How I Broke Up With My Inner Therapist
By Justin Moscarello
At twenty I wanted to be a therapist.
The practical nature of this goal marked a departure from my early career ambitions, which included, but were not limited to: comic book artist, investigative journalist, and fighter pilot. Comics illustrator and reporter were actual goals that I nurtured and made sounds about pursuing, while fighter pilot stemmed from an illicit childhood viewing of Top Gun and had no serious intent behind it (though preteen me was very excited by the idea of a job with code names). Ultimately, I didn’t want to illustrate comics or report the news, and anyone who has ever met me knows I would not thrive in a military setting.
So: therapist. It suited me. My tendency to free-associate allowed me to find connections between seemingly unconnected things, which I thought could be useful in a clinical setting. I began to notice patterns in peoples’ stories, a structure underlying the seeming randomness of human behavior. I pictured myself smoking a pipe in a wingback chair, facing away from the reclining patient, Freud-style. “Doctor,” he or she would say, “you just blew my mind.” I would cock an eyebrow and puff on my pipe, inscrutable.
For a while I was happy with my sensible plan. I began informal preparations for my career, honing my skills as a listener and peppering everyday conversation with the tropes of talk therapy (“How did that make you feel?” and “Say more about that”). People generally like to talk, so I had ample opportunity to play-act at being a therapist.
I enjoyed it – for a while.
Unfortunately, complaints are an endlessly renewable resource. My tolerance for listening to them was not. I discovered that I lack the patience for the litany of human grievances, a fatal flaw for somebody hoping to spend a career fielding them. I abandoned my plan on the grounds that I would make a terrible therapist.
By now I was twenty-one and a junior. On the first day of fall semester, I found myself sitting in a Biological Basis of Psychology lecture. I had enrolled in a variety of unrelated courses as I looked for a new topic, but this particular class was required for a major chosen to further a career I no longer wanted. My expectations were low.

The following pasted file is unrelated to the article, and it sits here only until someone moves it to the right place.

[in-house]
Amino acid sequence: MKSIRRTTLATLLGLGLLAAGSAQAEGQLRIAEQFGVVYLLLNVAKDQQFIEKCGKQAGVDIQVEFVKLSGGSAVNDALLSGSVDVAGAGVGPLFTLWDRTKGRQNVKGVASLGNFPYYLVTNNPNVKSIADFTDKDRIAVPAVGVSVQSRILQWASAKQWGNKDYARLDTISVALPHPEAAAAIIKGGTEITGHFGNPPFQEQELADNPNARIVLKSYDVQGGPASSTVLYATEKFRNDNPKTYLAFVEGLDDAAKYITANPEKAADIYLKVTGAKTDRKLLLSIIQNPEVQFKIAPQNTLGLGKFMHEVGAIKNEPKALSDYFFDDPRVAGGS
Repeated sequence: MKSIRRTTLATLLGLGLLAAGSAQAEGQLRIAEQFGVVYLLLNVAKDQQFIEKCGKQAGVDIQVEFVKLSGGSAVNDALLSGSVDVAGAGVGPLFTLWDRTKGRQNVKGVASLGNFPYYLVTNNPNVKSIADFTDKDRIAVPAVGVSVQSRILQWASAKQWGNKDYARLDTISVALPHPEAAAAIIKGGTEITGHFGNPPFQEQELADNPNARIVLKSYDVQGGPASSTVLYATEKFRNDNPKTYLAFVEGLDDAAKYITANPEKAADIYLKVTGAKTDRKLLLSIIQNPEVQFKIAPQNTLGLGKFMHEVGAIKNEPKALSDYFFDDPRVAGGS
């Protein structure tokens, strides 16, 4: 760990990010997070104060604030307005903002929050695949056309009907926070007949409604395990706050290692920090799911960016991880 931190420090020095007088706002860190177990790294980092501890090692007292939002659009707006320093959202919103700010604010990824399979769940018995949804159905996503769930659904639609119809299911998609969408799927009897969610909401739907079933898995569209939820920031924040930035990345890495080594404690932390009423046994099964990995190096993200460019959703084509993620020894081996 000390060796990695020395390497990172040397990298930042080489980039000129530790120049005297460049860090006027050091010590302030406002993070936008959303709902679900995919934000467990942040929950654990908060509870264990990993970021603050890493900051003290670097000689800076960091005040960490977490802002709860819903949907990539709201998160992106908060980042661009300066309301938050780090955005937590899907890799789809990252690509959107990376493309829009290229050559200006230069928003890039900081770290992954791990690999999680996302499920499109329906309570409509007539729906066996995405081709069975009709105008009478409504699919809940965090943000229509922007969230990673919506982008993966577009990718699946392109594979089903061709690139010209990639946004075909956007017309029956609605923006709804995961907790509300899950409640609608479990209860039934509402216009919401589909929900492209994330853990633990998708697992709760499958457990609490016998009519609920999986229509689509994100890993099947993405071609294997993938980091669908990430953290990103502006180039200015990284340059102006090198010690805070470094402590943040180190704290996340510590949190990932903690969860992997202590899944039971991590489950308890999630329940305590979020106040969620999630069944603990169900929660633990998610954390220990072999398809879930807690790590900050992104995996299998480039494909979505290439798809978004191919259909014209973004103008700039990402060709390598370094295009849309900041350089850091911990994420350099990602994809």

What followed were fourteen weeks of synapses and neurotransmitters, dendrites and axons and nerve impulses. The brain, I realized, had everything. There were billions of cells with trillions of connections between them, transmitting countless bytes of information. There were huge networks of neurons, computing everything from hunger to love to color, all of it in permanent darkness. There was nothing as fundamentally mysterious as a working brain. I found myself devouring the readings, eagerly anticipating each lecture. If I was struck before by the predictability of human behavior, I was now doubly struck by something deeper. The brains that drove human thought and action were built out of the same matter as everything else. Matter formed in a dense cloud of plasma, forged into heavy elements in the hearts of stars and then flung across the universe when those stars exploded, combining and recombining until it became… aware. Human experience is just a special condition of the same stuff that makes up the world around us.
The dawning insight I experienced that semester was a little like losing my mind. Schizophrenics poring over old newspapers find hidden patterns only they can see. They really do feel like they’re onto something big and secret. I felt the same way.
Only I wasn’t losing my mind, but gaining it. I was hooked.
Years later, I still am.
The story of all my previous aspirations ended like an episode of Scooby Doo, with my inner comic illustrator and ace reporter and fighter pilot ripping off their masks to reveal that they were neuroscientists all along. My inner therapist, already looking the part, only had to put out his pipe and put on a lab coat. My interest in those other things suddenly seemed tepid and silly, because I was only then discovering what it meant to be interested in something. Back then, I didn’t know what a career as a neuroscientist would involve. An endless period of time in school seemed likely, as did long hours and low pay. As plans went, this one seemed far less sensible than the last. But I didn’t care. That’s the nature of addiction.
After completing his postdoctoral fellowship at NYU, Justin Moscarello joined the Department of Psychological and Brain Sciences at Texas A&M University as an assistant professor. He teaches behavioral neuroscience, runs a lab devoted to the neurobiology of learning and memory, and copes reasonably well with being a coastal expat deep in the heart of Texas.